1201 Wiley Road Suite 120, Schaumburg, IL 60173
Best Practices for Cleaning Your Smartphones

Best Practices for Cleaning Your Smartphones

With disinfection and proper sanitation being at the forefront of most healthcare facilities’ minds, SMG3 is taking the time to assist caregivers on how to prevent germ spread through their mobile devices.


In the healthcare sector, mobile devices are used to call nurses, access patient health records, and enter data at patient bedsides. However, these devices can harbor bacteria and can be a vector for disease transmission if they are not properly sanitized. In fact, improperly disinfected phones can contribute to the risk of healthcare-associated infections / hospital-acquired infections (HAIs). One study screened 200 mobile phones from healthcare workers (HCWs) in 14 operating rooms and an intensive care unit (ICU). The results showed that 94.5% of the mobile phones demonstrated evidence of contamination with various pathogens. Consequently, facilities must dedicate efforts to both cleaning and disinfecting devices.


Cleaning Vs. Disinfecting

Cleaning your phone with a microfiber cloth may produce the appearance of cleanliness, but in general, it’s not enough to remove harmful pathogens from the surface. The Center for Disease Control and Prevention (CDC) defines the differences between cleaning and disinfecting as follows:

  • Cleaning refers to the removal of germs, dirt, and impurities from surfaces. Cleaning does not kill germs, but by removing them, it lowers their numbers and the risk of spreading infection.
  • Disinfecting refers to using chemicals to kill germs on surfaces. This process does not necessarily clean dirty surfaces or remove germs, but by killing germs on a surface after cleaning, it can further lower the risk of spreading infection.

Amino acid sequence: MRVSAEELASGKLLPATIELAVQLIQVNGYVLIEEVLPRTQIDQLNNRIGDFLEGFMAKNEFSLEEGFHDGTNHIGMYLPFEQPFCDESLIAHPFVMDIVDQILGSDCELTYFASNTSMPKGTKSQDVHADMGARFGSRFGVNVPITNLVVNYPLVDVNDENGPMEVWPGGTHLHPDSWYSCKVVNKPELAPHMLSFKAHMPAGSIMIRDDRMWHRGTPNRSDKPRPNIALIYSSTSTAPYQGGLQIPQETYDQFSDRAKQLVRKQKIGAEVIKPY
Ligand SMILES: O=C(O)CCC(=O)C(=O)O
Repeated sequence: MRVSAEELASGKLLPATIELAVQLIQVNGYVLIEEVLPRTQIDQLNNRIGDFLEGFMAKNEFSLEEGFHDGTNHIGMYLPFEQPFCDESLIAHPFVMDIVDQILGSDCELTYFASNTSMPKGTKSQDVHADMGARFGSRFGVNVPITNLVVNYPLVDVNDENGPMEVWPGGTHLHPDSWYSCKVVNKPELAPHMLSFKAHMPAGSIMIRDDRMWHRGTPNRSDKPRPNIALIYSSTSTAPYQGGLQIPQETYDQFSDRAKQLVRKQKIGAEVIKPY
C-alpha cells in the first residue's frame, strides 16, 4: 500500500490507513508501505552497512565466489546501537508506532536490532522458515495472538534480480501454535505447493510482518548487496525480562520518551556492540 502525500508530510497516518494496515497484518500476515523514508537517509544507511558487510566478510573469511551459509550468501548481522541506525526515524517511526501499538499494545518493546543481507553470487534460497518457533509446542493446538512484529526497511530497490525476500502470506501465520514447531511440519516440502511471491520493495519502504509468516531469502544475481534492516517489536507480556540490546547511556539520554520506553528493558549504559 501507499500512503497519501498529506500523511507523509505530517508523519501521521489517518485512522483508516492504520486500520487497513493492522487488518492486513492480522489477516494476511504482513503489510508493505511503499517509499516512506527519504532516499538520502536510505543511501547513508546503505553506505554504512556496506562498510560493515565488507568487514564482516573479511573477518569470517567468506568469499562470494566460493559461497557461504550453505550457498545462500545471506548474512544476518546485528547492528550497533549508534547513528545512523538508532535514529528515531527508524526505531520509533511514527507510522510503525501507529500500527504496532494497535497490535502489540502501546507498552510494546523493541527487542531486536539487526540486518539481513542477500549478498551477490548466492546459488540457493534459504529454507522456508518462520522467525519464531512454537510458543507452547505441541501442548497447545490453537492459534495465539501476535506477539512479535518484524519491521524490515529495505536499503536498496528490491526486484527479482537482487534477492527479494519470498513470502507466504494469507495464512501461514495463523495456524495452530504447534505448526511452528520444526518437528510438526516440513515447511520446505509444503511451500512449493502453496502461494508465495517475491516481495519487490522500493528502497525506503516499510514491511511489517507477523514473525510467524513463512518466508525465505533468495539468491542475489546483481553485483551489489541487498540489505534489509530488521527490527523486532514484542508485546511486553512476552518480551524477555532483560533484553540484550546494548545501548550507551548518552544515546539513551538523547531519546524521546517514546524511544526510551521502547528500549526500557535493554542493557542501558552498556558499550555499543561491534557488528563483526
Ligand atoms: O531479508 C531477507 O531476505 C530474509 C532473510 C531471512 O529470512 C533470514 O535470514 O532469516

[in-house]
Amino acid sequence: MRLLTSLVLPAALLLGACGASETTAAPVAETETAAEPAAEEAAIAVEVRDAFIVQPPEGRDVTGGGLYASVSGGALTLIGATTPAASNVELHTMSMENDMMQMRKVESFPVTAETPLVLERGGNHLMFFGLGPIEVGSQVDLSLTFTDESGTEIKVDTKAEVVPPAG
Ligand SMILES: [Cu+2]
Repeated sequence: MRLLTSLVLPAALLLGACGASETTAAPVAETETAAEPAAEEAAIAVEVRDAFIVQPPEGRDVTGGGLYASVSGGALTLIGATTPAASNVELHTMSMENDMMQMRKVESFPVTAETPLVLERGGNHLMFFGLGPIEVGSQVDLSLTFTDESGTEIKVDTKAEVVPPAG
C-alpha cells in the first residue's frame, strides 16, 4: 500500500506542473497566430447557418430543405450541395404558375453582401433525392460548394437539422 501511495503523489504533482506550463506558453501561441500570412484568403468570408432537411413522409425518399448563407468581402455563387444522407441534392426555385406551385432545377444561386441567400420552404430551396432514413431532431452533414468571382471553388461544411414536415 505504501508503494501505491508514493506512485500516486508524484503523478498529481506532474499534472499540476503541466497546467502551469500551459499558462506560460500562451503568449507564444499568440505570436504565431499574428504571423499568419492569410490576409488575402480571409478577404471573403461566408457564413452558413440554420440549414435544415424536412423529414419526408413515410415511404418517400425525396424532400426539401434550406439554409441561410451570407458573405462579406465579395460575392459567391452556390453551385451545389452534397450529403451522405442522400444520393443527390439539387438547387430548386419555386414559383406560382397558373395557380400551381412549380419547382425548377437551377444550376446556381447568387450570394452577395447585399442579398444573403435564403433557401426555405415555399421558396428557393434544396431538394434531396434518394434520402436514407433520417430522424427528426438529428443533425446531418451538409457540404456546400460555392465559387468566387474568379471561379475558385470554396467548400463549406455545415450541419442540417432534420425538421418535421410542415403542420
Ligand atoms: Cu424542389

Best practice is to clean mobile phones of visible impurities first, followed by disinfecting the surface with a chemical cleaner.


The type of chemical cleaner used will depend on the mobile device. For example, many consumer-grade devices will not hold up to repeated disinfecting with harsh chemicals, and many do not have the IP rating necessary to avoid the ingress of liquid that can damage internal device components. However, enterprise-grade devices are designed to hold up to frequent cleaning and disinfecting procedures using a wide variety of standard cleaning products for medical environments including but not limited to hydrogen peroxide (3% solution), bleach (10% solution, not to be used on metal charging contacts), and isopropyl alcohol (91% solution).


3 Indispensable Practices

  1. Establish a Regular Disinfecting Schedule - In addition to choosing the right chemical cleaners, it is important to establish an appropriate cadence for cleaning and disinfecting your phone. In many cases, it’s not enough to clean/disinfect once per day. The timing and frequency of cleanings will depend on where and how the mobile device is used. For example, phones used in patient rooms should be disinfected at a higher frequency compared to phones used in other locations throughout a hospital.
  2. Consider integrating UV enclosures for frequently used assets - In medical environments, germicidal ultraviolet (UV) systems can also be employed as an additional safeguard against HAIs. UV germicidal enclosures can deliver a kill rate greater than 99.99% for the toughest contaminants. Because of their effectiveness, UV boxes are an additional safeguard against HAIs and can fill the gaps in hospitals’ infection prevention protocols. However, while ultraviolet light destroys viruses, bacteria, and spores, it also may damage plastics; therefore, your healthcare smartphones should be designed specifically for healthcare use with higher durability standards to endure constant disinfection.
  3. Frequently wash your hands - Every time you pick up your phone, you can transfer microorganisms from your hands to the surface of the device. Follow CDC guidelines for hand washing, including using both soap and water for at least 20 seconds, to help reduce the risk of harmful pathogens building up on the phone between device cleaning/disinfecting.

For more best practice insights on keeping your healthcare facility safe, contact us here.